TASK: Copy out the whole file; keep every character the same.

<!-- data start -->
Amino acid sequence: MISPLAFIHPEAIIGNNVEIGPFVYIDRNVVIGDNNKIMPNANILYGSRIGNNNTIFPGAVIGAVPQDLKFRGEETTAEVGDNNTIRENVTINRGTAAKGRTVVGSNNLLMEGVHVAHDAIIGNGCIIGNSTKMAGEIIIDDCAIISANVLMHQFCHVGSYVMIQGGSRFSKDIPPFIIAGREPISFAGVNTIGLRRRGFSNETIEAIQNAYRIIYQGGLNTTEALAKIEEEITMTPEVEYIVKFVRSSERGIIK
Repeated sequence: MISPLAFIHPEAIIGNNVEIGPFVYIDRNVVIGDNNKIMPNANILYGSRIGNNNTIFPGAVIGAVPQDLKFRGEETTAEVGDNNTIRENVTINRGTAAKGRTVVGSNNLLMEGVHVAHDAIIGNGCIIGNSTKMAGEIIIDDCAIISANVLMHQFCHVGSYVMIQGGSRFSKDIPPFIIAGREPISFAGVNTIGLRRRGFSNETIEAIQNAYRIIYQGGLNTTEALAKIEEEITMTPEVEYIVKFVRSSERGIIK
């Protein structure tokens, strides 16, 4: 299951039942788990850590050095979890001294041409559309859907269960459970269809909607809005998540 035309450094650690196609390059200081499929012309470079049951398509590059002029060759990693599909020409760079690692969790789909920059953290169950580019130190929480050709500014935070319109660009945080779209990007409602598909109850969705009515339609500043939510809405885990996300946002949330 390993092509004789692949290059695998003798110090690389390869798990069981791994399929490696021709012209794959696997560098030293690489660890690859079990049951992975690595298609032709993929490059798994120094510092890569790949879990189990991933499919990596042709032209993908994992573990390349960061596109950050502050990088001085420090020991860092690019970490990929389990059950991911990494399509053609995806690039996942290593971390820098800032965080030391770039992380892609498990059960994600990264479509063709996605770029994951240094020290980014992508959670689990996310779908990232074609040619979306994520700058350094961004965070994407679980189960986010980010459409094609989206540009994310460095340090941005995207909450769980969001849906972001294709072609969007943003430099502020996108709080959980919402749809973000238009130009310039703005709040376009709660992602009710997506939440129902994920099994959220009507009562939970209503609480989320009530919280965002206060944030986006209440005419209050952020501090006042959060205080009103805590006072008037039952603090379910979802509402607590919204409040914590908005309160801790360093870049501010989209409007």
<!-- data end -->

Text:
Amino acid sequence: MISPLAFIHPEAIIGNNVEIGPFVYIDRNVVIGDNNKIMPNANILYGSRIGNNNTIFPGAVIGAVPQDLKFRGEETTAEVGDNNTIRENVTINRGTAAKGRTVVGSNNLLMEGVHVAHDAIIGNGCIIGNSTKMAGEIIIDDCAIISANVLMHQFCHVGSYVMIQGGSRFSKDIPPFIIAGREPISFAGVNTIGLRRRGFSNETIEAIQNAYRIIYQGGLNTTEALAKIEEEITMTPEVEYIVKFVRSSERGIIK
Repeated sequence: MISPLAFIHPEAIIGNNVEIGPFVYIDRNVVIGDNNKIMPNANILYGSRIGNNNTIFPGAVIGAVPQDLKFRGEETTAEVGDNNTIRENVTINRGTAAKGRTVVGSNNLLMEGVHVAHDAIIGNGCIIGNSTKMAGEIIIDDCAIISANVLMHQFCHVGSYVMIQGGSRFSKDIPPFIIAGREPISFAGVNTIGLRRRGFSNETIEAIQNAYRIIYQGGLNTTEALAKIEEEITMTPEVEYIVKFVRSSERGIIK
């Protein structure tokens, strides 16, 4: 299951039942788990850590050095979890001294041409559309859907269960459970269809909607809005998540 035309450094650690196609390059200081499929012309470079049951398509590059002029060759990693599909020409760079690692969790789909920059953290169950580019130190929480050709500014935070319109660009945080779209990007409602598909109850969705009515339609500043939510809405885990996300946002949330 390993092509004789692949290059695998003798110090690389390869798990069981791994399929490696021709012209794959696997560098030293690489660890690859079990049951992975690595298609032709993929490059798994120094510092890569790949879990189990991933499919990596042709032209993908994992573990390349960061596109950050502050990088001085420090020991860092690019970490990929389990059950991911990494399509053609995806690039996942290593971390820098800032965080030391770039992380892609498990059960994600990264479509063709996605770029994951240094020290980014992508959670689990996310779908990232074609040619979306994520700058350094961004965070994407679980189960986010980010459409094609989206540009994310460095340090941005995207909450769980969001849906972001294709072609969007943003430099502020996108709080959980919402749809973000238009130009310039703005709040376009709660992602009710997506939440129902994920099994959220009507009562939970209503609480989320009530919280965002206060944030986006209440005419209050952020501090006042959060205080009103805590006072008037039952603090379910979802509402607590919204409040914590908005309160801790360093870049501010989209409007």